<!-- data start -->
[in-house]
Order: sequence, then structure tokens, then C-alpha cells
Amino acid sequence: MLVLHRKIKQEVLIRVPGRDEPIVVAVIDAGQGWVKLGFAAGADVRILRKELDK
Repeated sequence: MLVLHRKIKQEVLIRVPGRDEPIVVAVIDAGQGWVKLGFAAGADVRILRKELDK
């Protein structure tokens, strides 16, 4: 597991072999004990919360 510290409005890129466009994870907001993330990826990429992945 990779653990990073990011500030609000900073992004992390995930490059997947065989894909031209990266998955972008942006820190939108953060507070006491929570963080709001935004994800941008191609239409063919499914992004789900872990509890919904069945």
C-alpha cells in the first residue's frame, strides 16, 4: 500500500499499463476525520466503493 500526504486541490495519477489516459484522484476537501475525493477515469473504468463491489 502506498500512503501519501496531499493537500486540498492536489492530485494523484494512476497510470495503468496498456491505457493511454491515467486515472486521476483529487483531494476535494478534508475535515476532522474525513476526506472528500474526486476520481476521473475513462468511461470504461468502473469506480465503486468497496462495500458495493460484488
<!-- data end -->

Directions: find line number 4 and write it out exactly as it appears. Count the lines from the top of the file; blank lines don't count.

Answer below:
Repeated sequence: MLVLHRKIKQEVLIRVPGRDEPIVVAVIDAGQGWVKLGFAAGADVRILRKELDK